Dyson case: What employers need to know about fiduciary duties

Dyson showcase a robotic vacuum cleaner last month. Its former CEO is accused of sharing confidential information with third parties
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Electrical company Dyson recently announced it would sue its former chief executive, Max Conze, for “breaching his fiduciary duties” and sharing company secrets. What are employers’ obligations in this area? Susan Doris-Obando from Dentons explains.

Max Conze was appointed to the role in 2011 after a stint running Dyson’s US business, and his period as chief executive coincided with a huge increase in sales of its products.

However, the company alleges that during this time he failed to “follow lawful and reasonable instructions regarding his conduct and focus of attention” and disclosed confidential product information to third parties, breaching Dyson’s confidentiality rules.

Conze denies the allegations, but what is an employer’s legal standing in cases such as this?

What are fiduciary duties?

It is well-known that all employees, by way of an implied term, owe their employer a duty of good faith and trust and confidence.

However, in addition to this implied duty and the other duties set out in their employment contract, some employees owe much more rigorous duties to their employer – namely, fiduciary duties.

These fiduciary duties, in essence, require the employee to act solely in the interests of their employer and not in their own interests.

It is clear that the employment relationship is not of itself a fiduciary one (a solicitor-client relationship being such a fiduciary relationship).

However, some employees may owe fiduciary duties to their employer, given that they hold a directorship or given the nature of their role and responsibilities.

Who owes fiduciary duties?

Directors: The first category of employees who owe fiduciary duties are employees who are also directors. Their fiduciary duties have been given statutory footing in the Companies Act 2006.

Senior employees: This second category is less clear and is fact-specific – being those for whom the imposition of such duties is warranted due to the nature of the employee’s specific contractual obligations, including the level of seniority and degree of trust and independence.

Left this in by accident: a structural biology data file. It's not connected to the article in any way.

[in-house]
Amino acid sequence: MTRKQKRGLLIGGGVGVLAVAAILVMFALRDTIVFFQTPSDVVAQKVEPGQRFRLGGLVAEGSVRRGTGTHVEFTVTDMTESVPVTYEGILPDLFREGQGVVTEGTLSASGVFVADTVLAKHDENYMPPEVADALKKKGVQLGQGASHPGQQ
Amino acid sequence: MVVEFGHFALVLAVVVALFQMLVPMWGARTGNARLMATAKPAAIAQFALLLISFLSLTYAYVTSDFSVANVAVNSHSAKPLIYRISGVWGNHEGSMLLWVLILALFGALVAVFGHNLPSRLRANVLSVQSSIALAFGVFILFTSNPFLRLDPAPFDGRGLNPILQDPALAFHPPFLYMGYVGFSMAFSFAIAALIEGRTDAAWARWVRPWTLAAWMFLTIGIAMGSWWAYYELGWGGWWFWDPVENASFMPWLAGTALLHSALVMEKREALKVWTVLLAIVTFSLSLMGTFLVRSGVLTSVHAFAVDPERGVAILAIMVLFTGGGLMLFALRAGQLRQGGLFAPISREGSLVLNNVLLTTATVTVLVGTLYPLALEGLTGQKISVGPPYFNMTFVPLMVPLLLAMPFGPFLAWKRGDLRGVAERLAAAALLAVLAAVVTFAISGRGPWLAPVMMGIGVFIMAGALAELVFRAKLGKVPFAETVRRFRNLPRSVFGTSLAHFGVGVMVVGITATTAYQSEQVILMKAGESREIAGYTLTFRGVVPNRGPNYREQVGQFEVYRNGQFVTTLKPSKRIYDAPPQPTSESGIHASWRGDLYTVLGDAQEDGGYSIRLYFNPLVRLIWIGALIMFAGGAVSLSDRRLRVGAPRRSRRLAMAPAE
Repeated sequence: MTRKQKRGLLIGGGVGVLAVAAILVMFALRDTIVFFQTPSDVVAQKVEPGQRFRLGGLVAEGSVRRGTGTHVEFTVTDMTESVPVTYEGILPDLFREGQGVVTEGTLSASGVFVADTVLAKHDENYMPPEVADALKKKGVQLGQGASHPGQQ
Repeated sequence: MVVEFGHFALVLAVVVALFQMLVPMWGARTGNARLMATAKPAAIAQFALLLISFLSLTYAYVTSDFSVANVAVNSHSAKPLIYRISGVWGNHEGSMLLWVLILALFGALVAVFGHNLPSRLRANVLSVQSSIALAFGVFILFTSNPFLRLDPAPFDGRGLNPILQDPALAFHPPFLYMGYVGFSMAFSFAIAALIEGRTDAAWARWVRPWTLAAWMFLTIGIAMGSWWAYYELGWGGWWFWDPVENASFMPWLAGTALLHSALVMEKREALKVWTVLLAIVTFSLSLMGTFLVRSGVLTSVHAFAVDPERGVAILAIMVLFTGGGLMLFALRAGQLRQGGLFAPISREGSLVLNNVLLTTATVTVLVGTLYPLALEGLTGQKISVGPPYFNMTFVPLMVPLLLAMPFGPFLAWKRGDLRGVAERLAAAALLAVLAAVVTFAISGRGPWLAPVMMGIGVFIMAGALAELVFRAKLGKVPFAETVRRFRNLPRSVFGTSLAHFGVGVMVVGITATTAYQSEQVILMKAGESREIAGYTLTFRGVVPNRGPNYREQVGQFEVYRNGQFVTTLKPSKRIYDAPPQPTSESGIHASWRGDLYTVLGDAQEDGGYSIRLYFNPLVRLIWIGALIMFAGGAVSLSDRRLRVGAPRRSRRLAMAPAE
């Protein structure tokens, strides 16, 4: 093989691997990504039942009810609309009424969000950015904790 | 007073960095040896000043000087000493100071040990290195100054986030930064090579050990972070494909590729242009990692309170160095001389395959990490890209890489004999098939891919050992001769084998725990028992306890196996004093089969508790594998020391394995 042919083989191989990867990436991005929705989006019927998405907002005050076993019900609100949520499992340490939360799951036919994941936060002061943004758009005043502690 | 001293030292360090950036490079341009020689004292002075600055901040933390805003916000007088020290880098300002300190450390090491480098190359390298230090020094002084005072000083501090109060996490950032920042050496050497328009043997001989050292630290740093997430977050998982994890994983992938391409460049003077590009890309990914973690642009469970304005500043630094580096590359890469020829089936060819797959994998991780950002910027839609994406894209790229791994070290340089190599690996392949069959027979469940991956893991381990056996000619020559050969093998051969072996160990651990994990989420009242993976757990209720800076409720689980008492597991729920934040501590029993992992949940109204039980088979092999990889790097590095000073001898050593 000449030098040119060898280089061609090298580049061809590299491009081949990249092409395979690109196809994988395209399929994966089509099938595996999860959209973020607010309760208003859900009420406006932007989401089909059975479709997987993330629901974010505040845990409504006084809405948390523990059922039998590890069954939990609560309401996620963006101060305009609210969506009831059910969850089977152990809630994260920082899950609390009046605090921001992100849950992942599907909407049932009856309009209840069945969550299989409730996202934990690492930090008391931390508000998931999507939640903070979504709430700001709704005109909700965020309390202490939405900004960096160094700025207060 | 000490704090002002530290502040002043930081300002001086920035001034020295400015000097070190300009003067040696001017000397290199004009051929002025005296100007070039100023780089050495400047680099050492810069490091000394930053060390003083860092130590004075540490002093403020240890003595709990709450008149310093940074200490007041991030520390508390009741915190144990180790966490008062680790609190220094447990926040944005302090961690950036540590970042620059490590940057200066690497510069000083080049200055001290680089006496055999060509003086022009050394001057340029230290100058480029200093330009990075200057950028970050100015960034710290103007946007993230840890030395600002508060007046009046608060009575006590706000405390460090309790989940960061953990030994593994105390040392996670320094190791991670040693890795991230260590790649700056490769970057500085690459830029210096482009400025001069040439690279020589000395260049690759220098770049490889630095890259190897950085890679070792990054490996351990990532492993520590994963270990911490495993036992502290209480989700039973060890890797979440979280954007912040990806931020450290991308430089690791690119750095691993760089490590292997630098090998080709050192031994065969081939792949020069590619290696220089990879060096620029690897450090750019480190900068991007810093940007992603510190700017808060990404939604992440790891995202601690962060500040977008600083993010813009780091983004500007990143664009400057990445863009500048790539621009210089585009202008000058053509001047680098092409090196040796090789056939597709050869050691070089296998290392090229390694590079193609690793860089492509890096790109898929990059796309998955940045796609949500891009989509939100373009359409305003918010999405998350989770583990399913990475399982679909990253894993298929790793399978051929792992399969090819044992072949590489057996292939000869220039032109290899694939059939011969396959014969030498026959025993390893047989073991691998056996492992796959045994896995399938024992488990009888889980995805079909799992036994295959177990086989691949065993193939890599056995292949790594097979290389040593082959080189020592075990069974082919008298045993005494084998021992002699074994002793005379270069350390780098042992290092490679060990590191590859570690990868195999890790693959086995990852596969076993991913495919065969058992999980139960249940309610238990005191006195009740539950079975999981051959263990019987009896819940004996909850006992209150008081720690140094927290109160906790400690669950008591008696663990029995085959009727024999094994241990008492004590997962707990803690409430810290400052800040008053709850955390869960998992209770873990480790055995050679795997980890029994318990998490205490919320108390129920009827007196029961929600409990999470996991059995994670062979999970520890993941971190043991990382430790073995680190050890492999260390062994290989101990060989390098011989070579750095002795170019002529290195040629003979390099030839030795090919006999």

In most cases, only the most senior employees will owe fiduciary duties. However, more junior employees who are entrusted with company funds or assets may also owe fiduciary duties in relation to any misuse of such funds or assets.

It is possible for part of an employee’s work to give rise to a fiduciary duty, while other parts do not.

What are the relevant fiduciary duties?

The statutory duties of directors under the Companies Act 2006, which align with the previous fiduciary duties, are:

  • to act within their powers;
  •  to promote the success of the company for the benefit of its members as a whole;
  • to exercise independent judgment;
  • to avoid conflicts of interest;
  • not to accept benefits from third parties; and
  •  to declare an interest in a proposed transaction or arrangement.

The relevant fiduciary duties, owed by employees (who are not directors) for whom the imposition of such duties is warranted due to the nature of their specific contractual obligations (generally the most senior employees of the employer) are:

  • to act in the employer’s best interests (to act selflessly and with undivided loyalty) (for example, failing to notify the employer of a competitor’s approach to him/her and fellow employees);
  • not to make an unauthorised profit out of his/her trust and to account for the profits made -“the no profit rule” (for example, diverting a business opportunity, known through his/her employment, for his/her personal business interests);
  • not to place himself/herself in a position where his/her duty and interest may conflict – “the no conflict rule” (for example, having an undisclosed personal connection with the owner of a trading partner of the employer); and
  • to disclose his/her own misconduct -“the disclosure obligation” (for example, failing to disclose to the employer his/her approach to fellow employees to leave employment and join a new competing business venture).

These duties contrast with those of an employee who does not owe fiduciary duties. The employee, who does not owe fiduciary duties, can follow his/her own self-interest except when prevented from doing so by his/her employment contract.

Another notable difference is that in general an employee, who does not owe fiduciary duties, may only be contractually required to report the misconduct of other employees, whereas an employee who owes such fiduciary duties would be required also to report his/her own misconduct.

So, although employees owing fiduciary duties typically have wide discretion in carrying out their duties, such discretion is subject to the above fiduciary duties.

Remedies

In terms of remedies, in addition to traditional routes such as an injunction or seeking damages, employers can pursue the “equitable remedy of an account of profits for breach of a fiduciary duty”.

This could be, for example, the profits made from a business opportunity gained through the breach itself.

Here, the advantage to the employer of such a remedy is that there is no need to evidence any loss.

Susan Doris-Obando

About Susan Doris-Obando

Susan Doris-Obando is a senior associate (Barrister) at Dentons
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